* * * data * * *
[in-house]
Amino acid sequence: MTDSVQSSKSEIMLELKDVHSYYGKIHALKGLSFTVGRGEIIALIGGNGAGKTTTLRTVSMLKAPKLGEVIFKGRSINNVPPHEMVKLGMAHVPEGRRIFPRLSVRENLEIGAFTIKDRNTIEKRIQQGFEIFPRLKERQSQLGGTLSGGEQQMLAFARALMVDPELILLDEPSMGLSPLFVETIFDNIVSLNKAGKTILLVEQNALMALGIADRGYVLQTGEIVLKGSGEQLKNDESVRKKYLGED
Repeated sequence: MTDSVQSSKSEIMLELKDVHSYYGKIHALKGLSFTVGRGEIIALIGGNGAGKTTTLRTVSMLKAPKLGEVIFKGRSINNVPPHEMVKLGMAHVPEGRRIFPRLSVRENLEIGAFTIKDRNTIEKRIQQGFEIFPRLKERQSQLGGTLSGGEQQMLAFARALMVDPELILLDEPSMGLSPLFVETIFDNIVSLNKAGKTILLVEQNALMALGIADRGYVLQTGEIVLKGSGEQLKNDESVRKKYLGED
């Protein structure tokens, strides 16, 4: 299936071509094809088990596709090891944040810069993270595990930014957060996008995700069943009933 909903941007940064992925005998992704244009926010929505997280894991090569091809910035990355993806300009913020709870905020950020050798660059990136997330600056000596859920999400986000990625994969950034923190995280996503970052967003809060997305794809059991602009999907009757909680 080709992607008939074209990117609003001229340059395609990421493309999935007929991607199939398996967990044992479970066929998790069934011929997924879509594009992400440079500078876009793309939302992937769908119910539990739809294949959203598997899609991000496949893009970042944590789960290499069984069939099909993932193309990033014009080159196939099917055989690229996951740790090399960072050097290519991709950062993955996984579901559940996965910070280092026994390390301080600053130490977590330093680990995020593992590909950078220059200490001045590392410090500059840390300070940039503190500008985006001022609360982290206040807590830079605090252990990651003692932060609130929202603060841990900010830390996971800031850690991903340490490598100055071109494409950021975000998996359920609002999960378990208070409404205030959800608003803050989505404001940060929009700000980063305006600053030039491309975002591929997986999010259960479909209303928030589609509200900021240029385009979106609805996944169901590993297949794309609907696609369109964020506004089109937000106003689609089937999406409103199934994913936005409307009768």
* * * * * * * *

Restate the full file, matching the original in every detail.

[in-house]
Amino acid sequence: MTDSVQSSKSEIMLELKDVHSYYGKIHALKGLSFTVGRGEIIALIGGNGAGKTTTLRTVSMLKAPKLGEVIFKGRSINNVPPHEMVKLGMAHVPEGRRIFPRLSVRENLEIGAFTIKDRNTIEKRIQQGFEIFPRLKERQSQLGGTLSGGEQQMLAFARALMVDPELILLDEPSMGLSPLFVETIFDNIVSLNKAGKTILLVEQNALMALGIADRGYVLQTGEIVLKGSGEQLKNDESVRKKYLGED
Repeated sequence: MTDSVQSSKSEIMLELKDVHSYYGKIHALKGLSFTVGRGEIIALIGGNGAGKTTTLRTVSMLKAPKLGEVIFKGRSINNVPPHEMVKLGMAHVPEGRRIFPRLSVRENLEIGAFTIKDRNTIEKRIQQGFEIFPRLKERQSQLGGTLSGGEQQMLAFARALMVDPELILLDEPSMGLSPLFVETIFDNIVSLNKAGKTILLVEQNALMALGIADRGYVLQTGEIVLKGSGEQLKNDESVRKKYLGED
């Protein structure tokens, strides 16, 4: 299936071509094809088990596709090891944040810069993270595990930014957060996008995700069943009933 909903941007940064992925005998992704244009926010929505997280894991090569091809910035990355993806300009913020709870905020950020050798660059990136997330600056000596859920999400986000990625994969950034923190995280996503970052967003809060997305794809059991602009999907009757909680 080709992607008939074209990117609003001229340059395609990421493309999935007929991607199939398996967990044992479970066929998790069934011929997924879509594009992400440079500078876009793309939302992937769908119910539990739809294949959203598997899609991000496949893009970042944590789960290499069984069939099909993932193309990033014009080159196939099917055989690229996951740790090399960072050097290519991709950062993955996984579901559940996965910070280092026994390390301080600053130490977590330093680990995020593992590909950078220059200490001045590392410090500059840390300070940039503190500008985006001022609360982290206040807590830079605090252990990651003692932060609130929202603060841990900010830390996971800031850690991903340490490598100055071109494409950021975000998996359920609002999960378990208070409404205030959800608003803050989505404001940060929009700000980063305006600053030039491309975002591929997986999010259960479909209303928030589609509200900021240029385009979106609805996944169901590993297949794309609907696609369109964020506004089109937000106003689609089937999406409103199934994913936005409307009768």